Chicago’s widely-despised red-light camera program is here to stay, even though it was built on a $2 million bribery scandal that allegedly paid a former city bureaucrat for every additional intersection.
Mayor Rahm Emanuel made that perfectly clear Monday, even as federal prosecutors maintained during closing arguments that former Chicago Department of Transportation official John Bills and Arizona-based Redflex Traffic Systems “deserve world championship rings for how they played the game of bribery.”
“The corruption is about how the firm got this contract, and we’ve made changes in the firm and in the operations of that contract,” the mayor said.
“It still plays a role in safety on our streets as it relates to side crashes. That data is pretty clear. But when the first questions were about the firm and how they got awarded that contract prior to my administration, we sent them out the door.”
Pressed on the alleged arrangement that would pay Bills for every additional intersection where red-light cameras were installed, Emanuel said, “That’s why we’ve made changes.”
But what about removing red-light cameras from even more intersections? The mayor was asked why that isn’t being done based on state accident data.
“I don’t have the exact number but I think the [number of] red-light camera intersections have been cut by a quarter-to-a-third,” the mayor said.
Ald. Anthony Beale (9th), chairman of the City Council’s Transportation Committee, acknowledged that there is nothing the mayor could do to stop a high-ranking city bureaucrat who allegedly “went rogue” to line his own pockets.
But Beale demanded that Emanuel use crash statistics provided by the Illinois Department of Transportation to immediately remove red-light cameras at intersections where accidents, tickets and revenue are way down.
The commissioner [of transportation] has the data now . . . If the data shows they need to be removed, we don’t need to wait for the committee” of experts charged with establishing criteria for future removal and placement of cameras, Beale said.
“It was supposed to be for safety reasons, but we knew there was an underlying reason for cameras and that was revenue. If cameras aren’t generating revenue and a lot of people are not running red lights and there are not a lot of accidents, we need to remove those cameras immediately —e specially in communities that can least afford it.”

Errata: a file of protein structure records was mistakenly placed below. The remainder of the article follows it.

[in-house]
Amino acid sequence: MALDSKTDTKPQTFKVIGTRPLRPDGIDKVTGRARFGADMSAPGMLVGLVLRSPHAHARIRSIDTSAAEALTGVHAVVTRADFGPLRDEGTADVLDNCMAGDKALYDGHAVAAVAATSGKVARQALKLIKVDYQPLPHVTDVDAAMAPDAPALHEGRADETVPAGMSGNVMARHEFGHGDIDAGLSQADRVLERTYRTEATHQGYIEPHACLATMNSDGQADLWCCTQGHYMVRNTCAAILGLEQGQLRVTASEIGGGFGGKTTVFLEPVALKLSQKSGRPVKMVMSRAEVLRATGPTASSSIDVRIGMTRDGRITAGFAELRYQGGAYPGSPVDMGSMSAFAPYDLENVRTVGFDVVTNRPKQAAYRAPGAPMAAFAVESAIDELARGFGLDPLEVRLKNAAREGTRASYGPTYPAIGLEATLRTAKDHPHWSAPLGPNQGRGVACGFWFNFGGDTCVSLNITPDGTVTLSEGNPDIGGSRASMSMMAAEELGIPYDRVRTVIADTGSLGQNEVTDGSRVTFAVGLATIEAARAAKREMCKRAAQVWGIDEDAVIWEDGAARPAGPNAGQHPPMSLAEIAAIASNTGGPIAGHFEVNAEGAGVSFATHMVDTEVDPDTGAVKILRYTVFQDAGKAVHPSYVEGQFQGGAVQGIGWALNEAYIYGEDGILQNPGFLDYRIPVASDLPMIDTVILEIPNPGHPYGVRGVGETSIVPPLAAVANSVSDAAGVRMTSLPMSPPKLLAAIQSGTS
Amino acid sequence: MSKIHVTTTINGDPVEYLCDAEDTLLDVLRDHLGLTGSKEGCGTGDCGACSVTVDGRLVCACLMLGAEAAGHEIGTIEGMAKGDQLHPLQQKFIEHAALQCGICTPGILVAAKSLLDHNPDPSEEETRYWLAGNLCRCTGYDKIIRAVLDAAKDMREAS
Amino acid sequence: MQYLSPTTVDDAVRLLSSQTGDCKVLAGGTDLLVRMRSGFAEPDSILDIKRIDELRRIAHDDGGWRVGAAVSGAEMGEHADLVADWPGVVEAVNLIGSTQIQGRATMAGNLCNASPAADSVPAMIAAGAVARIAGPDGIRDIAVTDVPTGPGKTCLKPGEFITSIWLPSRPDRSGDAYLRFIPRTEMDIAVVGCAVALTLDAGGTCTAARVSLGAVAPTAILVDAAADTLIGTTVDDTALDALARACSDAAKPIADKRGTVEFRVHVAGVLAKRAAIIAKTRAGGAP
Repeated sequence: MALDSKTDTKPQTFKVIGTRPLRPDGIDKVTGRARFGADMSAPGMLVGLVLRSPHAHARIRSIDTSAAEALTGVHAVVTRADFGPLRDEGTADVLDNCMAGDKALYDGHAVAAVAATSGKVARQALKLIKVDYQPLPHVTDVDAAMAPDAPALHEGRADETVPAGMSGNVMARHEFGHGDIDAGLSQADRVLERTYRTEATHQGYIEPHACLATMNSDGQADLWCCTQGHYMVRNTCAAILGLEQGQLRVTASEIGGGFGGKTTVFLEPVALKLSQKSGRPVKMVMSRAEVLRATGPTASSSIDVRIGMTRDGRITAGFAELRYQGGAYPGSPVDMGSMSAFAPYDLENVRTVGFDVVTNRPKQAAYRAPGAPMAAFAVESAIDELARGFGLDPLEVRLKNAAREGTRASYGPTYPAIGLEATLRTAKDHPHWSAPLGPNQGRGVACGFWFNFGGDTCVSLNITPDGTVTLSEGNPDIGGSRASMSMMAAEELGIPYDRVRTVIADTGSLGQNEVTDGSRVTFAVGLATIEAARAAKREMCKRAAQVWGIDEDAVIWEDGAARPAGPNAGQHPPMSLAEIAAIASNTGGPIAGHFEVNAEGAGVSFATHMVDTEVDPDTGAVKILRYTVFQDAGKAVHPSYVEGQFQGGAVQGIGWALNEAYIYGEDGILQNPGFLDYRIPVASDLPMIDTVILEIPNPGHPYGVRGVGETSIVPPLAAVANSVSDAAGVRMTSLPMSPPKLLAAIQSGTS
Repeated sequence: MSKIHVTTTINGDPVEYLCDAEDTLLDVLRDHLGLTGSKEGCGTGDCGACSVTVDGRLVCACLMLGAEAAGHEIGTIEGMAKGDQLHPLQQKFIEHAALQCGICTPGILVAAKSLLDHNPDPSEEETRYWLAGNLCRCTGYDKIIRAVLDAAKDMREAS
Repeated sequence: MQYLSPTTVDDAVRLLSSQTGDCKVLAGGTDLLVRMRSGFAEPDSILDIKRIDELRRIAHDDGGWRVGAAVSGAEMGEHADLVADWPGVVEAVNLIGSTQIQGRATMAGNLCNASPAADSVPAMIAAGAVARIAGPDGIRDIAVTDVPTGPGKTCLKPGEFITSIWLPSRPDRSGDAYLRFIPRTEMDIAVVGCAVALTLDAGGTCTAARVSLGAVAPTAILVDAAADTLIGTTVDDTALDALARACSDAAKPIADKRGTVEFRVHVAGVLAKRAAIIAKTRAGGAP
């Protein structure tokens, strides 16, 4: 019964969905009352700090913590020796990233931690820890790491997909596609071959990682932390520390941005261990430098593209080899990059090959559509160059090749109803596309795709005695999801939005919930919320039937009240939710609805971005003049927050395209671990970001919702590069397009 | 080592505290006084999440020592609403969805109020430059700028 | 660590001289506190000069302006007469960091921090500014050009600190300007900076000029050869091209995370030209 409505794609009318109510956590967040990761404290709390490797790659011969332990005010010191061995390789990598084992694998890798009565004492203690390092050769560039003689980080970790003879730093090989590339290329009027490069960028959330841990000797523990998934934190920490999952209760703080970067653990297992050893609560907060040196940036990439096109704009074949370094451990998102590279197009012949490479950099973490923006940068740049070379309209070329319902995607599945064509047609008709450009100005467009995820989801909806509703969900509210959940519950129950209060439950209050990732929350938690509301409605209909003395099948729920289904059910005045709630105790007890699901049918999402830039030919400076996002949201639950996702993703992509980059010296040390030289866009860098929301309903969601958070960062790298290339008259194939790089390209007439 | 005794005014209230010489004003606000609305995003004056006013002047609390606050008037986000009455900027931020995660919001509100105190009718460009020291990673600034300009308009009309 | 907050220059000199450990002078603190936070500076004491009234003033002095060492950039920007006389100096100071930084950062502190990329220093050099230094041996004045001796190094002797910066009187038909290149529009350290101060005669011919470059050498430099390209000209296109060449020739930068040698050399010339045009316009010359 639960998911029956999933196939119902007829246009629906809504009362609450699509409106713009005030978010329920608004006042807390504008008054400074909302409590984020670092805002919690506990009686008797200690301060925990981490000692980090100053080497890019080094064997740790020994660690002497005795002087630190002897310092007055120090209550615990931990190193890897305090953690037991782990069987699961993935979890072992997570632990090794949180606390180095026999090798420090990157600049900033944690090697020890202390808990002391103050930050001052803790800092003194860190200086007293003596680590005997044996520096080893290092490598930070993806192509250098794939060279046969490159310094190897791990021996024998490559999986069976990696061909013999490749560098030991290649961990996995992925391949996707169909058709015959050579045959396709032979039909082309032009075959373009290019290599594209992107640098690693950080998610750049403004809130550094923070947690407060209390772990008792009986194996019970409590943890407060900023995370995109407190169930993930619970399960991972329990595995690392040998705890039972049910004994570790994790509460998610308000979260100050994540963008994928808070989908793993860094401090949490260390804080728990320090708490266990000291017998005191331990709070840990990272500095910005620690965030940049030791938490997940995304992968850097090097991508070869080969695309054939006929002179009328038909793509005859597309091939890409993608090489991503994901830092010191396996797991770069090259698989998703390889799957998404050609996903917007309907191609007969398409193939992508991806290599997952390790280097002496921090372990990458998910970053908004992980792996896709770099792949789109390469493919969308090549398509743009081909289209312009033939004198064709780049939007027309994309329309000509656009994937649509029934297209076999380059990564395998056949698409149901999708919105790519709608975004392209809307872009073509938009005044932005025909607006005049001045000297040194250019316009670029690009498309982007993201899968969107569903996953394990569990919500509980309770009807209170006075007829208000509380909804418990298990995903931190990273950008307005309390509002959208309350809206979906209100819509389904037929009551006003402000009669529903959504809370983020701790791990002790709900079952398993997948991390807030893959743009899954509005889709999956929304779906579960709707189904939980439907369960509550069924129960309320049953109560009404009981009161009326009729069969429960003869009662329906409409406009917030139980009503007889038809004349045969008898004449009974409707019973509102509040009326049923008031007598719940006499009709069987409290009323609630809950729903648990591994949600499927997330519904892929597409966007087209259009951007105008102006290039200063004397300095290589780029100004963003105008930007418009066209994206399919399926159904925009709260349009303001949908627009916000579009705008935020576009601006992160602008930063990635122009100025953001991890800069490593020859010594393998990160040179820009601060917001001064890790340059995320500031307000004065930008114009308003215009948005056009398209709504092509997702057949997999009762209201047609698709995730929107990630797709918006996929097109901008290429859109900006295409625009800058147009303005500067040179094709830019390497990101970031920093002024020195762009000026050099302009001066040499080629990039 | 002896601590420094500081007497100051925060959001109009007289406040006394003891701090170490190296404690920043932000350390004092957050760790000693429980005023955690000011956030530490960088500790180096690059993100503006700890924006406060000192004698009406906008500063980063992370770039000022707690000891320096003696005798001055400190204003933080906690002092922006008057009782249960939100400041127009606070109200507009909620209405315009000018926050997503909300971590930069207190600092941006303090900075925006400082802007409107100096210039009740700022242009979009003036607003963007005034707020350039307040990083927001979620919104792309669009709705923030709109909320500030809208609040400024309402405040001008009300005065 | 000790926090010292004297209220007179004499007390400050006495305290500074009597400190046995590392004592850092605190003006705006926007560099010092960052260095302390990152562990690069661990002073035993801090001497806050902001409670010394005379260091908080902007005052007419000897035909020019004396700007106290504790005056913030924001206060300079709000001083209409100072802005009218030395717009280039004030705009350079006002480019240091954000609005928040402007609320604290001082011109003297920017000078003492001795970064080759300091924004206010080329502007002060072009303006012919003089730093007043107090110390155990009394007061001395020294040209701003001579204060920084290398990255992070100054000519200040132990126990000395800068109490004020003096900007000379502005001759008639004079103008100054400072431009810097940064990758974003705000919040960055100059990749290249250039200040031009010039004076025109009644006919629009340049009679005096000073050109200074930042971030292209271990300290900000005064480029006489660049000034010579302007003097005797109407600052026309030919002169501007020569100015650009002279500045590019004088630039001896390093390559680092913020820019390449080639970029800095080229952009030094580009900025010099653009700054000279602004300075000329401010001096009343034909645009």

CDOT spokesman Mike Claffey said the committee of traffic engineering and safety experts began its review in November, and City Hall is awaiting those results before removing additional cameras.
“We will consider their advice and recommendations for strengthening the program going forward, which includes best practices for locating cameras, and how best to study traffic safety impacts and effects. We are awaiting the academic team’s recommendations before completing our analysis of the 2014 traffic safety data,” Claffey wrote in an email to the Chicago Sun-Times.
Last year, Emanuel removed 50 red-light cameras at 25 more Chicago intersections where accidents have been reduced to put out a political fire that had threatened to burn him in the April 7 runoff.
That left Chicago with 298 red-light cameras at 149 intersections — a 20 percent reduction in the nation’s largest red-light camera program installed by former Mayor Richard M. Daley.
Vanquished mayoral challenger Jesus “Chuy” Garcia had promised to end, what he called the “red light rip-off” by removing every one of Chicago’s red-light cameras on his first day in office. He never said how he would replace the money.
Millionaire businessman Willie Wilson, who got 25 percent of the black vote Feb. 24, also made red-light cameras an issue before throwing his support to Garcia in Round 2.
To restore public confidence in the scandal-scarred program, Emanuel also sped up the timetable for installation of countdown clocks at 42 red-light intersections that still didn’t have them and embraced red-light camera reforms championed by a pair of influential aldermen.
After the election, the reforms sought by Beale (9th) and Economic, Capital and Technology Development Committee Chairman Tom Tunney (44th) were watered down.
Beale and Tunney had wanted yellow lights at red-light intersections to be “no less than 3.2 seconds or the recognized national standards, plus one additional second, whichever is greater” but settled for no change.
And instead of mandating City Council approval before new red-light cameras are “removed, moved or added,” the aldermen settled for a neighborhood hearing and payment plan reforms.
CDOT also promised to engage a team of academics with expertise in traffic engineering and traffic safety to conduct a “comprehensive review” of the red light camera program after examining “best practices” across the nation to determine criteria for future removal and placement of cameras.
Still, Emanuel remained committed to the program that Chicago motorists love to hate — and the reason is revenue.
The Chicago Sun-Times reported last summer that red light cameras had churned out 2.2 million tickets and generated $284.9 million in fines since Emanuel took office, a revenue source the cash-strapped city simply cannot afford to relinquish, records show.
Emanuel inherited the red-light camera program from Daley and has had nothing but headaches from it ever since.
He fired the Arizona contractor at the center of a $2 million bribery scandal and replaced Redflex Traffic Systems with Xerox State & Local Solutions Traffic Solutions.
When a Chicago Tribune investigation questioned the legitimacy of thousands of $100 tickets, Emanuel asked Inspector General Joe Ferguson to conduct an exhaustive review of the red-light camera program.